Hit Me With Your Best Shot: Queen Margot (1994)
Director: Patrice Chereau. Cinematography: Phillipe Rousselot.
Starring: Isabelle Adjani, Daniel Auteuil, Vincent Perez, Jean-Hugues Anglade, and Virna Lisi
Awards: 2 Cannes jury prizes, 5 César Awards, 1 Oscar nomination.
They say that death always takes your lovers..."
When I was young and extremely sexually naive, let's say hypothetically in High School French class, I was startled to discover that the French phrase "La petite mort," which translates literally to 'the little death' referred to a sexual orgasm. I had no idea why these two towers of Human Obsession, Sex and Death, would be linked up like twins. But the movies, ever the personal tutor for young cinephiles, kept forcing the connections.
Which brings us to the decadent, opulent, erotic, violent and visceral 16th century French epic Queen Margot, this week's Best Shot subject. (The shot choices are after the jump due to the graphic nature of the film...)
Patrice Chéreau's film, based on the Alexandre Dumas novel, documents the tumultous and extremely bloody history of shifting power and betrayals among French royals (including at their most frightening: Virna Lisa, who took Best Actress at Cannes for her matriarch with ice in her veins, and the great Jean-Hugues Anglade as the perpetually sweaty, paranoid, and impetuous doomed King). The politics and plot and cast are too complex and crowded with incident and agenda to recount. Chereau wisely opts to focus on the powder keg passions at work (sexual, political, violent, religious and otherwise) and the film burns through its running time with remarkable momentum, every scene (especially in the first hour) entirely combustible.
Queen Margot isn't interested in either Sex or Death unless the other is voyeuristically looking on from the wings or thisclose to the center of the frame copulating with the other. The first time I saw it my eyes went as wide and wild as Isabelle Adjani's at her most possessed. That's very wide indeed if you're unfamiliar with Her Porcelain Madness.
In the movie's relentlessly engorged first hour nearly every scene throbs with the possibility of either mob violence or mass orgies breaking out - both occur in point of fact. In the silver medal choice above, the movie plays with this duality, mirroring an erotic sequence in which Margot and her wicked friend Henrietta wear masks to seduce men in the streets, with a grotesque march through dead bodies, with less glamorous masks this time. One of the memorable ways Chereau & Rousselot convey this tangled mess of humanity is with intensely crowded frames. Even when an actor is in closeup multiple people are sharing the frame, their bodies or faces pressed tightly against each other. Adjani's Queen is like an angel of death throughout, her ghostly face made even paler since its framed by that wild black hair. On Margot's wedding night she tells one of her lovers (not her husband)...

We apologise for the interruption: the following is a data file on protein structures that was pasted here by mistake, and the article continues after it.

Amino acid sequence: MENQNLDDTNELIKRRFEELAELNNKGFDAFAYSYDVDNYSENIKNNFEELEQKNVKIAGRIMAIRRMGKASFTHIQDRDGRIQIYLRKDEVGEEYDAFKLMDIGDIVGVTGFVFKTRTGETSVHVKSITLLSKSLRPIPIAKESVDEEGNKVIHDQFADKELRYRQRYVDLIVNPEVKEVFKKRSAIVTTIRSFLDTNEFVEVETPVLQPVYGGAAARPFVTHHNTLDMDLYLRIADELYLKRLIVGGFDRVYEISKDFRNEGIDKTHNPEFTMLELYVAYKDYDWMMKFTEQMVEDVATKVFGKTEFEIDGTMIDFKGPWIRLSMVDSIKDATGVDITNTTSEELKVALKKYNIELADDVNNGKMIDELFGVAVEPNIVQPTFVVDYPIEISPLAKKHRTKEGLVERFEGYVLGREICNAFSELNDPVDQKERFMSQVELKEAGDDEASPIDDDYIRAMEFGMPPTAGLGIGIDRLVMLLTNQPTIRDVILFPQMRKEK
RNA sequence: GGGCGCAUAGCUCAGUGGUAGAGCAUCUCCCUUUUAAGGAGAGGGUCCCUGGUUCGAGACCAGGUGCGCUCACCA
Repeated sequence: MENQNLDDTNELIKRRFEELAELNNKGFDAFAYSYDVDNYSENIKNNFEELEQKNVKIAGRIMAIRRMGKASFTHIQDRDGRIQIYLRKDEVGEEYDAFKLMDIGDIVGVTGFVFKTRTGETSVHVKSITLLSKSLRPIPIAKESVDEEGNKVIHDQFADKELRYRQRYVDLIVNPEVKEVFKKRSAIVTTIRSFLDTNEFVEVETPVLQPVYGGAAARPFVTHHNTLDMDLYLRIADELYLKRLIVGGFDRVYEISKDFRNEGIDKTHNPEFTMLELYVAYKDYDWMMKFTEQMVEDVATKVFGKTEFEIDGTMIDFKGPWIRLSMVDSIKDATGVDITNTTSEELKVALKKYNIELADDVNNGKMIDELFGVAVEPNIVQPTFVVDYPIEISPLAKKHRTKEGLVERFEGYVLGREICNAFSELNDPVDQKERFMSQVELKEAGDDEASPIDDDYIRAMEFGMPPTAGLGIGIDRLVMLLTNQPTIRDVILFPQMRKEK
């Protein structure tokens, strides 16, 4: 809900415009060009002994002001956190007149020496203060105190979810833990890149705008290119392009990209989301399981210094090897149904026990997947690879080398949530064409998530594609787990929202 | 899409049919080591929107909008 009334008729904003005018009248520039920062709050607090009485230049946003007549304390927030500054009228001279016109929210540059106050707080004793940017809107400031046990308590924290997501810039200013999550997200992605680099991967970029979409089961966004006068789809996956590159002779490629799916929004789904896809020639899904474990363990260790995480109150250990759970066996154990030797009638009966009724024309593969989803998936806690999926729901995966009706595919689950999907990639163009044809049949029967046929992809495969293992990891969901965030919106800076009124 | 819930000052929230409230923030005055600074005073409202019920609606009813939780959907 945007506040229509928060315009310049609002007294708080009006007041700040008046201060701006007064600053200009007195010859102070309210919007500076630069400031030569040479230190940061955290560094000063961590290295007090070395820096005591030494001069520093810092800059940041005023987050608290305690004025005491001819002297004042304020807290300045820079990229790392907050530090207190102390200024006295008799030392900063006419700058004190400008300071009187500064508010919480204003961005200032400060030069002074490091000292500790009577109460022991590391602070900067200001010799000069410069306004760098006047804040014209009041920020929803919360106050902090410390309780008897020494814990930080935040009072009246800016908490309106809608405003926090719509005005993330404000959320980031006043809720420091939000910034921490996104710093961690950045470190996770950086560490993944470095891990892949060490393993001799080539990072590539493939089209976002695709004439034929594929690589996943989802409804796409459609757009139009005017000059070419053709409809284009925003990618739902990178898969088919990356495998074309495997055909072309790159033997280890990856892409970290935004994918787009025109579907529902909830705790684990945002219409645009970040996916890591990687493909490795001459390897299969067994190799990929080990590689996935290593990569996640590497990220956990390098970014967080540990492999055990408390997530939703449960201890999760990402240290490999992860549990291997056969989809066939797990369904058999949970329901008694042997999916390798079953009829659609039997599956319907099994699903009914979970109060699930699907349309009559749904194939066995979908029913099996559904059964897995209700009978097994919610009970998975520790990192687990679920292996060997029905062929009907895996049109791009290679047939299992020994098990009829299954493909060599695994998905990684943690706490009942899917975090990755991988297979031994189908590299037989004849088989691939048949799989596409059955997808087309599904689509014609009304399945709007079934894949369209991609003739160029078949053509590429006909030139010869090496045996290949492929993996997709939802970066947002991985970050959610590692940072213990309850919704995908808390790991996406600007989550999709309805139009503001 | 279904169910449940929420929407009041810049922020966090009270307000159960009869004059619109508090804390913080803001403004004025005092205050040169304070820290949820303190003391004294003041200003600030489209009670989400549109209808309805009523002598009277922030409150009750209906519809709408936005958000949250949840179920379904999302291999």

I want to see the image of my death in my pleasure
And while those two never share a sex scene, this quote haunts the movie's most famous sex scene visually (bronze image above) with Margot's skin ghostly white under La Môle's (Vincent Perez) more terrestrial body. But in the electrifying shot I've chosen as the film's most potent image above, Margot and Henrietta rescue La Môle from a massacre. The shot's rich dark colors, overheated bodies, and blood soaked costumes take on the luminosity of a classic Caravaggio-esque painting. The scene is terrifying in its intensity but it's still subversively racked with eroticism as the women tear his clothes off to treat his wounds and attempt to save him from death. Margot realizes she's already slept with him, mere hours before in her masked prowl. Sex and death are harrowingly fused again.
OTHER CHOICES FROM THE BEST SHOT CLUB
The entire film is like a living painting of the Catholic Counter Reform...
All of this could not look more like a painting if Rousselot had etched brush strokes onto his lens
-Antagony & Ecstasy
They're entwined with each other, they lean on each other, but they stand independently, almost in two different worlds.
-Dancin Dan on Film
Apart from the objective beauties of both actors, their whirlwind romance felt perfectly set amidst the inter-religious turmoil engulfing France and its citizens.
-Sorta That Guy
The film’s best visual compositions are stoic but expressive.
It's staggering stuff, at once starkly beautiful and bracingly brutal.
Have you ever seen Queen Margot? It's streaming on Netflix and it's unforgettable. It's one of my personal contenders for "Best Picture of 1994" alongside Heavenly Creatures and Pulp Fiction.
NEXT TUESDAY ON BEST SHOT: STAR WARS: THE FORCE AWAKENS (2015)